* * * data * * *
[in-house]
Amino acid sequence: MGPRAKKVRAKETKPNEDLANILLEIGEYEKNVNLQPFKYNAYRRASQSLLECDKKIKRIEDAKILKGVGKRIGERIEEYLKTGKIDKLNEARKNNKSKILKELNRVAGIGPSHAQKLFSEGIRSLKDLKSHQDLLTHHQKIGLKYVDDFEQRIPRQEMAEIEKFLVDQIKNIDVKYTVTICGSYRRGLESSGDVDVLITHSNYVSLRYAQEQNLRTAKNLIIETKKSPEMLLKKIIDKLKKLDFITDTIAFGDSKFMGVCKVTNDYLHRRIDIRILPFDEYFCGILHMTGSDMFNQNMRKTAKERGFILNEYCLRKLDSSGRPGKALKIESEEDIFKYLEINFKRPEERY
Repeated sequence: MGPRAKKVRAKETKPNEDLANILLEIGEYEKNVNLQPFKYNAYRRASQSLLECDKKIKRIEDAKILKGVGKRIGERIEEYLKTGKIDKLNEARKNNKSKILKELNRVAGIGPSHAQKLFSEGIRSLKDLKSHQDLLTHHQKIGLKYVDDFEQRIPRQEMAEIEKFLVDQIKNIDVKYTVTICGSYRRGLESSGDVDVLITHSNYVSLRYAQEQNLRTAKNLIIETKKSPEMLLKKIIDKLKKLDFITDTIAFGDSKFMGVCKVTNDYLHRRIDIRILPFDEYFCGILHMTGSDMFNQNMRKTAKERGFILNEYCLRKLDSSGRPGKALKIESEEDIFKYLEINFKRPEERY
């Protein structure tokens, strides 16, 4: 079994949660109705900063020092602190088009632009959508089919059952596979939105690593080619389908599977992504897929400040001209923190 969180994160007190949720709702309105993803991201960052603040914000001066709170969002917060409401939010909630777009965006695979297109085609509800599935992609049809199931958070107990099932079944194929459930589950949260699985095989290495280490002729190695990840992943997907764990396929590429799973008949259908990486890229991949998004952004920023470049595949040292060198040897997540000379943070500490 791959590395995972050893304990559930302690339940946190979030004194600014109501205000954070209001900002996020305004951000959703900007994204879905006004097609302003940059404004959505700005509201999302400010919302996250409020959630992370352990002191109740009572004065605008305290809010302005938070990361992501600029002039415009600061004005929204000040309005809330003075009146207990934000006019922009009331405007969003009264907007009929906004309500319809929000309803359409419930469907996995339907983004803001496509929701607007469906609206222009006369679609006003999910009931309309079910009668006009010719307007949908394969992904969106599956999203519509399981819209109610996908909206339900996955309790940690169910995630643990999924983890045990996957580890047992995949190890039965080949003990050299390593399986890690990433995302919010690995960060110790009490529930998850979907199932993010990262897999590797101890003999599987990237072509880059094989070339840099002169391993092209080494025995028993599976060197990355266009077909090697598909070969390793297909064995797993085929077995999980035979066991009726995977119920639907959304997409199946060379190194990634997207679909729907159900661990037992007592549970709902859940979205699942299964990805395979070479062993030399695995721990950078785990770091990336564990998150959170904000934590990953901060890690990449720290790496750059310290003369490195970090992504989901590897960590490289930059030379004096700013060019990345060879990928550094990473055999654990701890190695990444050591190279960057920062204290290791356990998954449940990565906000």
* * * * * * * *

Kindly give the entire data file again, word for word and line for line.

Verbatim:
[in-house]
Amino acid sequence: MGPRAKKVRAKETKPNEDLANILLEIGEYEKNVNLQPFKYNAYRRASQSLLECDKKIKRIEDAKILKGVGKRIGERIEEYLKTGKIDKLNEARKNNKSKILKELNRVAGIGPSHAQKLFSEGIRSLKDLKSHQDLLTHHQKIGLKYVDDFEQRIPRQEMAEIEKFLVDQIKNIDVKYTVTICGSYRRGLESSGDVDVLITHSNYVSLRYAQEQNLRTAKNLIIETKKSPEMLLKKIIDKLKKLDFITDTIAFGDSKFMGVCKVTNDYLHRRIDIRILPFDEYFCGILHMTGSDMFNQNMRKTAKERGFILNEYCLRKLDSSGRPGKALKIESEEDIFKYLEINFKRPEERY
Repeated sequence: MGPRAKKVRAKETKPNEDLANILLEIGEYEKNVNLQPFKYNAYRRASQSLLECDKKIKRIEDAKILKGVGKRIGERIEEYLKTGKIDKLNEARKNNKSKILKELNRVAGIGPSHAQKLFSEGIRSLKDLKSHQDLLTHHQKIGLKYVDDFEQRIPRQEMAEIEKFLVDQIKNIDVKYTVTICGSYRRGLESSGDVDVLITHSNYVSLRYAQEQNLRTAKNLIIETKKSPEMLLKKIIDKLKKLDFITDTIAFGDSKFMGVCKVTNDYLHRRIDIRILPFDEYFCGILHMTGSDMFNQNMRKTAKERGFILNEYCLRKLDSSGRPGKALKIESEEDIFKYLEINFKRPEERY
């Protein structure tokens, strides 16, 4: 079994949660109705900063020092602190088009632009959508089919059952596979939105690593080619389908599977992504897929400040001209923190 969180994160007190949720709702309105993803991201960052603040914000001066709170969002917060409401939010909630777009965006695979297109085609509800599935992609049809199931958070107990099932079944194929459930589950949260699985095989290495280490002729190695990840992943997907764990396929590429799973008949259908990486890229991949998004952004920023470049595949040292060198040897997540000379943070500490 791959590395995972050893304990559930302690339940946190979030004194600014109501205000954070209001900002996020305004951000959703900007994204879905006004097609302003940059404004959505700005509201999302400010919302996250409020959630992370352990002191109740009572004065605008305290809010302005938070990361992501600029002039415009600061004005929204000040309005809330003075009146207990934000006019922009009331405007969003009264907007009929906004309500319809929000309803359409419930469907996995339907983004803001496509929701607007469906609206222009006369679609006003999910009931309309079910009668006009010719307007949908394969992904969106599956999203519509399981819209109610996908909206339900996955309790940690169910995630643990999924983890045990996957580890047992995949190890039965080949003990050299390593399986890690990433995302919010690995960060110790009490529930998850979907199932993010990262897999590797101890003999599987990237072509880059094989070339840099002169391993092209080494025995028993599976060197990355266009077909090697598909070969390793297909064995797993085929077995999980035979066991009726995977119920639907959304997409199946060379190194990634997207679909729907159900661990037992007592549970709902859940979205699942299964990805395979070479062993030399695995721990950078785990770091990336564990998150959170904000934590990953901060890690990449720290790496750059310290003369490195970090992504989901590897960590490289930059030379004096700013060019990345060879990928550094990473055999654990701890190695990444050591190279960057920062204290290791356990998954449940990565906000």